I interviewed him for five hours a day for four days, and then on the fifth day he invited us to go fly fishing with him and we filmed him doing that.
The reason there was a gap of three months between our lunch and the actual interviews was because in the interim he had a heart transplant. Once he agreed to participate and support the film, we found it much easier to get the participation of Donald Rumsfeld and [Cheney's former chief of staff] David Addington, and those were the three critical people for me, as well as [Cheney's] family.
Were there any topics or areas that were off limits?
No. There were no topics off limits, there were no editorial rights – there wasn’t even any discussion of that. And in the four days that I interviewed him, there was only one moment where he expressed any reservation about answering a question, which is in the film, when I asked him about the conversation that his then girlfriend and future wife, Lynne, had with him when he had been arrested for the second time for driving under the influence and had dropped out of Yale.
I asked about the details of that conversation and he said that he’d prefer to keep that private. But other than that he answered every question I asked quite openly.
Aside from The September Issue, you’re perhaps best known for producing The War Room, a doc following American Democrat politicians. Was there any skepticism from Rumsfeld or Cheney about having you profile Republican politicians?
Well, A Perfect Candidate is very much about the Republican senatorial campaign of Lt. Col. Oliver North, and the men who ran his campaign in 1994 in Virginia. And that’s a film which, like The War Room, has stood the test of time and been on the air continuously for close to 20 years now. And the former vice president was familiar with it or became familiar with it, and that was a big part of why he decided to move forward with his film.
In describing the film, what I told him was that I was eager for his story to be told in his words, and this was going to be the focus. No matter who the subject is, I’m making films that are character first. For me, the crux of this movie’s power comes from the fact that in Cheney you have a character who demonstrates a lot of virtues or qualities that we recognize as virtues: fierce loyalty, vigorous intellect, patriotism, a conviction and passion. Even those who disagree with him politically would recognize those virtues as virtues.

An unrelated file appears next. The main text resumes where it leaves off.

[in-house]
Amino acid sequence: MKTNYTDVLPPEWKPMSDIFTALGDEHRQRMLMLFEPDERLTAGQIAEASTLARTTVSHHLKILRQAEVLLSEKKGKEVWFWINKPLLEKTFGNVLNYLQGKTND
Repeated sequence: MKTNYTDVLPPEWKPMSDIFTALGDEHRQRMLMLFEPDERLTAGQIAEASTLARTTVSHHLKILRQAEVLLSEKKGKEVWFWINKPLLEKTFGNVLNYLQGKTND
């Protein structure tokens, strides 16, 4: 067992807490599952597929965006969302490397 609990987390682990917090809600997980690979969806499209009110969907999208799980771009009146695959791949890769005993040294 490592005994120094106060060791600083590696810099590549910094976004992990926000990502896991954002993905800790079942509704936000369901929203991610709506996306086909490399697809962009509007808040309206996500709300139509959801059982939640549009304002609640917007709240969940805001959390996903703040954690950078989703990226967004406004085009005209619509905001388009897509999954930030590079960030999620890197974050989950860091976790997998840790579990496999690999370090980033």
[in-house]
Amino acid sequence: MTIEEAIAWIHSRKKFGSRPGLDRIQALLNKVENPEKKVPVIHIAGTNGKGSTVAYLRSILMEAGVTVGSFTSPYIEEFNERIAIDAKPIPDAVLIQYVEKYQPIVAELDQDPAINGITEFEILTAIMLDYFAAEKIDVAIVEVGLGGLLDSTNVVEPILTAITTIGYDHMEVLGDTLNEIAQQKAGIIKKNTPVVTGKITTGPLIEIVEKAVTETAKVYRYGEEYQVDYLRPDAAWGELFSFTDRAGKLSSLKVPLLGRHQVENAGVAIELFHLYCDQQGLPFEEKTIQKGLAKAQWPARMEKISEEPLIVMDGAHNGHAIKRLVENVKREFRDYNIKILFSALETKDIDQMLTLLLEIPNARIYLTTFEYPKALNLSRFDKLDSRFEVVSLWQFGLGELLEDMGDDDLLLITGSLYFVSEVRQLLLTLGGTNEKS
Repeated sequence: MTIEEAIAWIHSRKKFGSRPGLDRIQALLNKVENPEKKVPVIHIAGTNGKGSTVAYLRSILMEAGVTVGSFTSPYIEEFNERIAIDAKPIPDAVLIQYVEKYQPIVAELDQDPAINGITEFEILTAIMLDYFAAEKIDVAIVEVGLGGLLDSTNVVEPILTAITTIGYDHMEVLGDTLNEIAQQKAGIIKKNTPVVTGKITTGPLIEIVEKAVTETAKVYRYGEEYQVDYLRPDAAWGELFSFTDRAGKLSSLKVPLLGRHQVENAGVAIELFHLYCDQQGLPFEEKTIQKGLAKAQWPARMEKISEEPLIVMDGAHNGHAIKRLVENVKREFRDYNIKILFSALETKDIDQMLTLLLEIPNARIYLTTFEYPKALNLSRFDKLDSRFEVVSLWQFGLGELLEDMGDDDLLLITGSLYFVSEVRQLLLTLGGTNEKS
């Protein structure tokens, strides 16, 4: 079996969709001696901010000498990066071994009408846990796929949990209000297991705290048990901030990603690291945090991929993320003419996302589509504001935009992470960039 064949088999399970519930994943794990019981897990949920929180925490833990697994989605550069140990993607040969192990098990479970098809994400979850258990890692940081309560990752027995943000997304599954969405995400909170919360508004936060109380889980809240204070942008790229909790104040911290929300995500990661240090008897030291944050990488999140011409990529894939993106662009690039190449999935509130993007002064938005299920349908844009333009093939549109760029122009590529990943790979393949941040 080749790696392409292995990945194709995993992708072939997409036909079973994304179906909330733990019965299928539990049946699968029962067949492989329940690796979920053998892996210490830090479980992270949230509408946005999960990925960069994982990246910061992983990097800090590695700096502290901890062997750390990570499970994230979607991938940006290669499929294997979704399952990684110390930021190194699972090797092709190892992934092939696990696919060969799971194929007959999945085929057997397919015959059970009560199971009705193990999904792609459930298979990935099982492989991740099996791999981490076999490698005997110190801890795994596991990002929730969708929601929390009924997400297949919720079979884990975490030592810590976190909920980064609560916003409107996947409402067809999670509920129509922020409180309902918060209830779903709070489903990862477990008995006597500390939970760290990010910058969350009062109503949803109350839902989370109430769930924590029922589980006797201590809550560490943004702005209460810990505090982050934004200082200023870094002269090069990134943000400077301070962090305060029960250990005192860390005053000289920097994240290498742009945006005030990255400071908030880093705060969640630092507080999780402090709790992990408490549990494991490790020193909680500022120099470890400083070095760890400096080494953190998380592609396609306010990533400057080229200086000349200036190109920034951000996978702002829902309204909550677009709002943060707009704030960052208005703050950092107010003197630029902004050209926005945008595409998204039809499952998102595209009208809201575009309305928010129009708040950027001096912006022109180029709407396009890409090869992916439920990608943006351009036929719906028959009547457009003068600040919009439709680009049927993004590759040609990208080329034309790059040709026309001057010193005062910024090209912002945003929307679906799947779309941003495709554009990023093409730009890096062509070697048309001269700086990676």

Criticism of Cheney comes in the film primarily from commentators, rather than from a combative line of questioning. Was that a deliberate approach that you had from the offset?
I certainly present in my interview the point of view of his critics, but it’s not my role in the film to be one of his critics. It wasn’t my intention in interviewing him to put him on trial. It was my intention to have him articulate his point of view on a wide range of subjects – personal, professional, political and philosophical – and to allow other voices to challenge him, because that’s what I was eager to do.
If you just get into a Fox News versus MSNBC debate, it gets very uninteresting very quickly. Here is an opportunity for us to really come to understand this man who is arguably the single most powerful and influential non-presidential figure this country has ever known, and is ever likely to know. And that’s saying a lot.
Did you get a sense that some viewers, in approaching a doc about Dick Cheney, would be expecting you to put him on trial? And would be looking for a Frost/Nixon-style ‘mea culpa’ moment, which ultimately doesn’t come?